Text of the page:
Tuesday, October 19, 2010

Clinical Depression: A Biologically Based Disease

If you think you have depression, or have been diagnosed with depression it is important to understand this disease. Depression is a physical illness that expresses itself in psychological ways. The longer depression goes untreated the greater toll the disease takes on the brain. Studies show that the hippocampus, an area of the brain that plays a role in memory, is smaller in patients with depression than in non-depressed patients. Also, not treating depression right away can have a major impact on the lives of those that it affects. It interferes with an individuals ability to develop meaningful social relationships, to enjoy life and to attain goals in education and career.

See this video for the evidence in research:

I believe that one of the biggest barriers to receiving treatment or being diagnosed in the first place is the stigma that depression carries with it in society. If a person had diabetes they would take insulin, wouldn't they? If an individual had any other physical condition that had a medication that would treat it and make the patient feel better and function normally, would they not do what they could to receive the proper treatment and follow through with it? No one would think to question the need to take medication to treat many physical illnesses, but there is still a question regarding the treatment of depression.

Electroconvulsive Therapy (ECT) as a treatment for Depression

The above clips were from a PBS documentary called "This Emotional Life" and this, I believe, was episode 2. I watched this episode today and I highly recommend not only watching this episode but the entire series to deepen your understanding of depression and  a whole range of human emotions. The goal is to enlighten ourselves so that we can better understand the struggles of those around us and even our own struggles as we live our lives as human beings. We all want to be happy, but sometimes it just takes a little work. Okay I'll rephrase that, often it takes a lot of work!


  1. Coming from one who suffered years of depression thinking it was an age related issue, I certainly can appreciate everything you have to say in your post -- but there are a few things I'd like to just mention.
    Not only does depression stagnate your life ans sap all inspiration from you, but if you don't get treatment it can morph into bipolar 2 illness, they are finding, and that is an even more serious mental health problem. That is what happened to me.
    Lastly, when you say we all want to be happy but need to work at it, sometimes that work includes just getting to a good psychiatrist. My experience is that you become "dug in" so deep in your hole that even going to see a doctor takes on a job of mammoth proportions. Or, you simply may not even care enough about yourself to WANT to make a change. So when you say it requires more work, I would suggest enlisting a family member or somebody you trust just to help you get to a doctor. Anti-depressants worked miracles for me, and it wasn't until I became "un"-depressed that I realized how sick I had become, because I turned to alcohol to try and relieve the pain -- which made the whole illness worse!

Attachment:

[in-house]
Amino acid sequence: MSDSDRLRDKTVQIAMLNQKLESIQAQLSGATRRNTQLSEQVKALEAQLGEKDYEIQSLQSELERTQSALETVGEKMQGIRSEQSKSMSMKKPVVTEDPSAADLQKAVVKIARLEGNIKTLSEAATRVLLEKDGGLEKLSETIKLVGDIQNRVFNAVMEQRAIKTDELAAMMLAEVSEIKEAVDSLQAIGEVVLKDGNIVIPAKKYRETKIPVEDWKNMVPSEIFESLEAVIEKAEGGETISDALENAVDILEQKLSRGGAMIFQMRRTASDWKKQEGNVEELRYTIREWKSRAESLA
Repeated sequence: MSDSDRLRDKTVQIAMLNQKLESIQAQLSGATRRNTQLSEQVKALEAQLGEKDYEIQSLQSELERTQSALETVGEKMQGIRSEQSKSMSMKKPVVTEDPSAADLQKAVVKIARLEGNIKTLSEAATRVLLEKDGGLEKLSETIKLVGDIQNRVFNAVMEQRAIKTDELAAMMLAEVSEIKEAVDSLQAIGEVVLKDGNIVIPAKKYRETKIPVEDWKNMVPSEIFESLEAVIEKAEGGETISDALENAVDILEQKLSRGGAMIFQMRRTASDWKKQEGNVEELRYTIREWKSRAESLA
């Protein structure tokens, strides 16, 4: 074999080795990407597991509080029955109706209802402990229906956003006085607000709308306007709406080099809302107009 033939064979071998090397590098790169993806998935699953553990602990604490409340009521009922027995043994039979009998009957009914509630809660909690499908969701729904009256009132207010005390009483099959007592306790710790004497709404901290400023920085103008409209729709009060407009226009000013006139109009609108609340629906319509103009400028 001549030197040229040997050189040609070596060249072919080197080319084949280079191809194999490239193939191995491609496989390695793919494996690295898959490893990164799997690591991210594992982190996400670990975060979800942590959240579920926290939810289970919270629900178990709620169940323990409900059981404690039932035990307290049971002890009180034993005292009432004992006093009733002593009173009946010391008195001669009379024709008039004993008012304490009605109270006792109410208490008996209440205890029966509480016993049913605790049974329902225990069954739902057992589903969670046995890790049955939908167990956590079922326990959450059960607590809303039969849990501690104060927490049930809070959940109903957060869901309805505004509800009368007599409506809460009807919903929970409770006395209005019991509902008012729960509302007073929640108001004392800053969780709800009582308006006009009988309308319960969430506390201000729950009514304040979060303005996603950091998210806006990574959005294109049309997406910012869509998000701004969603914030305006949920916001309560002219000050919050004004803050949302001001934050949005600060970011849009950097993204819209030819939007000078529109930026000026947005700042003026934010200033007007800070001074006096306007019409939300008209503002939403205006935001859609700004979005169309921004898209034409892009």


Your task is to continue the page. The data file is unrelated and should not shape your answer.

2. Thanks for sharing this Tom. I am sure many people reading this can relate to your experience, myself included. It really does feel like work just to take care of yourself, to have a shower, brush your teeth, let alone getting yourself to a psychiatrist or medical or mental health professional. It is a very dangerous condition and many people do try to self medicate with drugs, alcohol etc...I wish you well and continued health as you continue your journey through life.

  3. LadeeBee thank you so much for all of your musings on depression and crafting, I'm there!! I have struggled with depression all of my adult life and have turned to crafting, baking, cooking, and walking all as means to help get out of my depression. Getting small crafts finished is a good way to boost your sense of accomplishment and worth and doing simple crafts has been a great way to help myself. I also need medication but as you said in a previous post, we wouldn't expect a diabetic to 'just get over it' with his/her diabetes and one cannot expect someone to 'just get over' their depression without medical intervention, either. It's taken a long time to come to that conclusion and really keep it in my heart because we are such a 'pick yourself up by your bootstraps' type of society.

    Thank you again for your thoughtful posts - keep right on with your crafting and blogging! With best wishes and blessings.

  4. Thanks so much for your words of support Sue and letting me (and others) know that you are there. You are quite right that we collectively take an attitude of "pick yourself up by your bootstraps" often and it is seen as a virtue. Maybe in certain situations it is, but when it comes to depression - it simply isn't the answer. I am glad that you have found strategies for being well and living your life fully.
    On another note, it has been a while since I last published a blog post and I think you've inspired me to get back to it! For that I say "thank-you".



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